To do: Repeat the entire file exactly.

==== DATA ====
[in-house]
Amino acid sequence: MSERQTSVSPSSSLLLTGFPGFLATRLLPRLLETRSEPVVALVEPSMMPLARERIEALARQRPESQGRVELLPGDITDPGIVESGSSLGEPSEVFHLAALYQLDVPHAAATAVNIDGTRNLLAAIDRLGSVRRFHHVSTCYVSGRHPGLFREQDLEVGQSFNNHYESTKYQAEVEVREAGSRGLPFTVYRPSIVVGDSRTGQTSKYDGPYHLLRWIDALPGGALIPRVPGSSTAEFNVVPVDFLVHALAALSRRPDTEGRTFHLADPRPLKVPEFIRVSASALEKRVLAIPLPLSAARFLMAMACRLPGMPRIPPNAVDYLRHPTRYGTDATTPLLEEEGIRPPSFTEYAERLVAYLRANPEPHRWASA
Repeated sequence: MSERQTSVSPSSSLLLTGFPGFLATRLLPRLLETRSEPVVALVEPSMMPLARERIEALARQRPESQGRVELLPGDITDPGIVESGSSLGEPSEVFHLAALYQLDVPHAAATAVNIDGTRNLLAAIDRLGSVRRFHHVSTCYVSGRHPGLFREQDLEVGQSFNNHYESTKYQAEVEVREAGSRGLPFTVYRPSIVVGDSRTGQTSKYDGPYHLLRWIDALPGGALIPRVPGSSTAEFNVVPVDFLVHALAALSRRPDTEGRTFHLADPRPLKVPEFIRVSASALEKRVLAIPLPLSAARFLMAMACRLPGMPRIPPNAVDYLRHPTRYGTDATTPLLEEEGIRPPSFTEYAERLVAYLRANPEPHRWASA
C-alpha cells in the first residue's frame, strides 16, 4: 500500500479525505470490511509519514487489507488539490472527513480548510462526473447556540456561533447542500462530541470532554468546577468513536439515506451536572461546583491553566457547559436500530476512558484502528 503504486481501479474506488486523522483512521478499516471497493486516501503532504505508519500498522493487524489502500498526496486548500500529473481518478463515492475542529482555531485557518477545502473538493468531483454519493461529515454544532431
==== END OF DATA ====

[in-house]
Amino acid sequence: MSERQTSVSPSSSLLLTGFPGFLATRLLPRLLETRSEPVVALVEPSMMPLARERIEALARQRPESQGRVELLPGDITDPGIVESGSSLGEPSEVFHLAALYQLDVPHAAATAVNIDGTRNLLAAIDRLGSVRRFHHVSTCYVSGRHPGLFREQDLEVGQSFNNHYESTKYQAEVEVREAGSRGLPFTVYRPSIVVGDSRTGQTSKYDGPYHLLRWIDALPGGALIPRVPGSSTAEFNVVPVDFLVHALAALSRRPDTEGRTFHLADPRPLKVPEFIRVSASALEKRVLAIPLPLSAARFLMAMACRLPGMPRIPPNAVDYLRHPTRYGTDATTPLLEEEGIRPPSFTEYAERLVAYLRANPEPHRWASA
Repeated sequence: MSERQTSVSPSSSLLLTGFPGFLATRLLPRLLETRSEPVVALVEPSMMPLARERIEALARQRPESQGRVELLPGDITDPGIVESGSSLGEPSEVFHLAALYQLDVPHAAATAVNIDGTRNLLAAIDRLGSVRRFHHVSTCYVSGRHPGLFREQDLEVGQSFNNHYESTKYQAEVEVREAGSRGLPFTVYRPSIVVGDSRTGQTSKYDGPYHLLRWIDALPGGALIPRVPGSSTAEFNVVPVDFLVHALAALSRRPDTEGRTFHLADPRPLKVPEFIRVSASALEKRVLAIPLPLSAARFLMAMACRLPGMPRIPPNAVDYLRHPTRYGTDATTPLLEEEGIRPPSFTEYAERLVAYLRANPEPHRWASA
C-alpha cells in the first residue's frame, strides 16, 4: 500500500479525505470490511509519514487489507488539490472527513480548510462526473447556540456561533447542500462530541470532554468546577468513536439515506451536572461546583491553566457547559436500530476512558484502528 503504486481501479474506488486523522483512521478499516471497493486516501503532504505508519500498522493487524489502500498526496486548500500529473481518478463515492475542529482555531485557518477545502473538493468531483454519493461529515454544532431